Then there’s the other public Anchia. Not a rock star, but a rock-star politician. The one who manages to make unprepared legislators look foolish on YouTube, and do so without breaking a sweat. The one loved by television reporters, English- and Spanish-speaking, because he can talk in perfect sound bites, in either language, and throw in a handsome, made-for-TV smile at the interview’s conclusion. The one who is media-savvy enough to be shot as he’s walking across moving traffic, because it will make the photographer happy.
Not that he’s all talking head. To the contrary, the reason Wolens was so impressed with Anchia was his policy research and nuts-and-bolts preparedness. (You don’t do multimillion-dollar deals with huge corporations, like Anchia does at Haynes and Boone, with a wink and a smile.) Before agreeing to run, for example, Anchia spent hours with Wolens talking process and policy. He hates to be unprepared.
“Everything you work for can come undone in one moment,” Anchia says. “I’m well aware of that. It takes one time for you to be embarrassed on the mike laying out a bill. One time for you to be caught backing out of a promise. And that can forever undermine your credibility. So all I can do is prepare. Like Lincoln said: ‘I shall prepare, and my time will come. I believe that.’ ”
Which is why it appears at times that everything Anchia does is scripted, that he’s a little too “on.” This Anchia was in full effect on election night, at the Bishop Arts District street party.
It was a wonderfully diverse outdoor celebration. In the road, in front of Eno’s, spreading down the street, was a block party filled with people of all ages and races. On the stage were all the important Dallas Democrats—Craig Watkins, Lupe Valdez, Royce West, Domingo Garcia, Terri Hodge, the whole megillah.
Anchia, however, did not join them. He was positioned behind the cheering crowd, standing on a smaller platform, where all the television reporters and cameras were stationed. This allowed him to do three things. One, have enough alone time to constantly check and send e-mails from his BlackBerry to colleagues across the state. Two, shake every hand of every will-wisher who passed by.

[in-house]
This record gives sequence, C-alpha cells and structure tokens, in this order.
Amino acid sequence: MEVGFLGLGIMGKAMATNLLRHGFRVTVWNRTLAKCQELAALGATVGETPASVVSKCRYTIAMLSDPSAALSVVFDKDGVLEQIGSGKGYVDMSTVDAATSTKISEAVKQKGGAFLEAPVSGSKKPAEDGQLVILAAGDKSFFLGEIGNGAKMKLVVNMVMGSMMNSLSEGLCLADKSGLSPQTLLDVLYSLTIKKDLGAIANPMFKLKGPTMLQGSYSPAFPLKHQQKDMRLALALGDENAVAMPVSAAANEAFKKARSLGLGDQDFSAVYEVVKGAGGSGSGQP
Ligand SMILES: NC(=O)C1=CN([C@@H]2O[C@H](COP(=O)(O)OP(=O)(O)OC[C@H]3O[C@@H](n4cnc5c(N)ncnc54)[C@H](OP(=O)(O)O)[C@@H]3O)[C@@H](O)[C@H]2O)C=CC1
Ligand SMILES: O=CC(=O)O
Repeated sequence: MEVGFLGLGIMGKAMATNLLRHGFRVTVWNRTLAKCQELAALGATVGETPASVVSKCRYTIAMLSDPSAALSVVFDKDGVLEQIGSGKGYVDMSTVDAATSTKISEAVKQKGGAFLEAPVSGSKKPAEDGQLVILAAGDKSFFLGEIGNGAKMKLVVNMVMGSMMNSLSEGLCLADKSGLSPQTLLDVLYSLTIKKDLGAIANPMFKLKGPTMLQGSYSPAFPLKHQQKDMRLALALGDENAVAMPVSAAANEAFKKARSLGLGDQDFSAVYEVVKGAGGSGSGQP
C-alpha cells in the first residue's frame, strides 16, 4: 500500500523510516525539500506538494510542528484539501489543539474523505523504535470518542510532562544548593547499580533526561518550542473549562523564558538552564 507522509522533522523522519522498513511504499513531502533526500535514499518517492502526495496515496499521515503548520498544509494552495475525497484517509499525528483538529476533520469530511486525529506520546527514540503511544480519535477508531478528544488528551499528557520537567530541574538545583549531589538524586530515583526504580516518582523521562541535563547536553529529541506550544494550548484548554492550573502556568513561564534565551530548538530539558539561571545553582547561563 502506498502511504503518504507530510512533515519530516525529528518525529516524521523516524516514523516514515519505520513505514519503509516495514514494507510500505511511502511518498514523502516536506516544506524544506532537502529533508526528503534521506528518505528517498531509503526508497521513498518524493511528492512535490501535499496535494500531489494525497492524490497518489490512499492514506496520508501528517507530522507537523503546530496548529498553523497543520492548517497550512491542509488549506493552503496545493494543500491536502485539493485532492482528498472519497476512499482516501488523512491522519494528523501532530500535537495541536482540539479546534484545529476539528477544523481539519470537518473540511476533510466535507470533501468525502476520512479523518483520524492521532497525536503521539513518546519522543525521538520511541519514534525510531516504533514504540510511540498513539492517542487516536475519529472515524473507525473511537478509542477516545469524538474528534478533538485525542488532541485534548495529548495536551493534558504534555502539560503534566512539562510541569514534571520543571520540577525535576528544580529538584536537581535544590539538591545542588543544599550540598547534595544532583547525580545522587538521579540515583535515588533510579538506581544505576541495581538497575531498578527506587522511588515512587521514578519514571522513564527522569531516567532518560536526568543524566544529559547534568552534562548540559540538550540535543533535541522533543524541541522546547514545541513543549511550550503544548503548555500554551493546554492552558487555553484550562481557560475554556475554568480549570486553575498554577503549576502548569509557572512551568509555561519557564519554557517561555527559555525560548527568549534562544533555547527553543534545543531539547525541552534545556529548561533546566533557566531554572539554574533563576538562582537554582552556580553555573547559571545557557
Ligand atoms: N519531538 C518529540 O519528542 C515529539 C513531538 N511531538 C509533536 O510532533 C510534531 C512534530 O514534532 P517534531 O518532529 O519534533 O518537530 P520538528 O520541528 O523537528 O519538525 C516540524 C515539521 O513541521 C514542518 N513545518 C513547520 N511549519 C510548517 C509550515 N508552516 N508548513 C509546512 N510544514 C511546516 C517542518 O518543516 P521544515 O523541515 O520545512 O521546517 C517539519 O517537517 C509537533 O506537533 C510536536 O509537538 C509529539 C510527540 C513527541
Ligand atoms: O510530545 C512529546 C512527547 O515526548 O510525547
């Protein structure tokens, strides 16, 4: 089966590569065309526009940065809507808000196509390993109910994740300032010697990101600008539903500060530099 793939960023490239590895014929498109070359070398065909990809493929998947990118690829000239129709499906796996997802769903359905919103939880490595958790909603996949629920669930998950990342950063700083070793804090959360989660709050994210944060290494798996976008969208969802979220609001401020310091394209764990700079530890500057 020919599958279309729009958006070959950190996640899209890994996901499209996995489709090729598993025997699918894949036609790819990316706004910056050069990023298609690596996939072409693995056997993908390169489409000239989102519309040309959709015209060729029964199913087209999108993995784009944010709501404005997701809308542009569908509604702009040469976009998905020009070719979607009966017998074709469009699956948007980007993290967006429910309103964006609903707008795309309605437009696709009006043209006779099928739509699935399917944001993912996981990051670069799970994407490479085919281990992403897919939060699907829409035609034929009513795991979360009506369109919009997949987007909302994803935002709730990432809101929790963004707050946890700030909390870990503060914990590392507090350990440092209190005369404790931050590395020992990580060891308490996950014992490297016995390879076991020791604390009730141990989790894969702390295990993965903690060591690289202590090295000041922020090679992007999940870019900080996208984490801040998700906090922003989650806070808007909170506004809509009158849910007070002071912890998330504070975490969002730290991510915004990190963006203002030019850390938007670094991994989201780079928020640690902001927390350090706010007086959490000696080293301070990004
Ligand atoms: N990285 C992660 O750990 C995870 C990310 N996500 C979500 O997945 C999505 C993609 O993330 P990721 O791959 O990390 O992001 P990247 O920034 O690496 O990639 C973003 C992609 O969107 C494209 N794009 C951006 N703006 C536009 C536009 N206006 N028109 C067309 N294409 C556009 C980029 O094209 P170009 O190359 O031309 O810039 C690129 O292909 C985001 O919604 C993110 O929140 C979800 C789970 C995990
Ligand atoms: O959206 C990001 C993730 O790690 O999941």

Before we get to three, it should be noted there is an undercurrent of disdain among some Hispanic politicos in Dallas when it comes to Anchia. Not on the record, of course. He’s too popular for that. But talk to enough folks, and you witness a few subtle eye-rolls. The problem seems to be that he’s a little too lawyerly, that he is good on big issues like voter ID but spends too much time on things like bills that provide condoms to prisoners or place a tax on plastic grocery bags. That he doesn’t take up enough down-and-dirty issues that matter to his Hispanic constituents. That, like the Dallas he found in 1986, he’s become a little too white-bread.
None of which is on display here. Dozens of Hispanic families reach out to him as they pass, shaking his hand, talking about change and hope and promise. If he is a rock star to them, he is an accessible one.
And, really, the root of that complaint can be found in No. 3: being on the back stage instead of the one in front allows Anchia to be interviewed by local stations during the top of the evening newscast. He’s media-savvy enough to know how to feed the 10 p.m. beast. People see that, and they think, like they did of Clinton, he’s just a little too slick. (Slick Raffy?)
It’s understandable. Watching him put on the perfect political show, not miss a step all night, it’s hard to believe the timing couldn’t be just right for him to take the next step toward the Governor’s mansion, or look for a challenge in the Obama administration. So what if he loses his first time out? So, too, did Ron Kirk when he ran for U.S. Senate. It has not hurt the career of our current U.S. Trade Representative. You see Anchia expertly summarizing the passion and import of the night on Univision, and then Channel 8, and you say to yourself, What are you waiting for? Follow the trail Obama has blazed. It’s your destiny, isn’t it?
“There is a classic prayer,” he says. “Something like, ‘God, if you want me to walk through the door, open it wide, so a fool like me doesn’t miss it. If you don’t, close it really tight.’ ” He laughs. “Right now, I don’t even know where the door is. When I find it, I’ll let you know what I see.”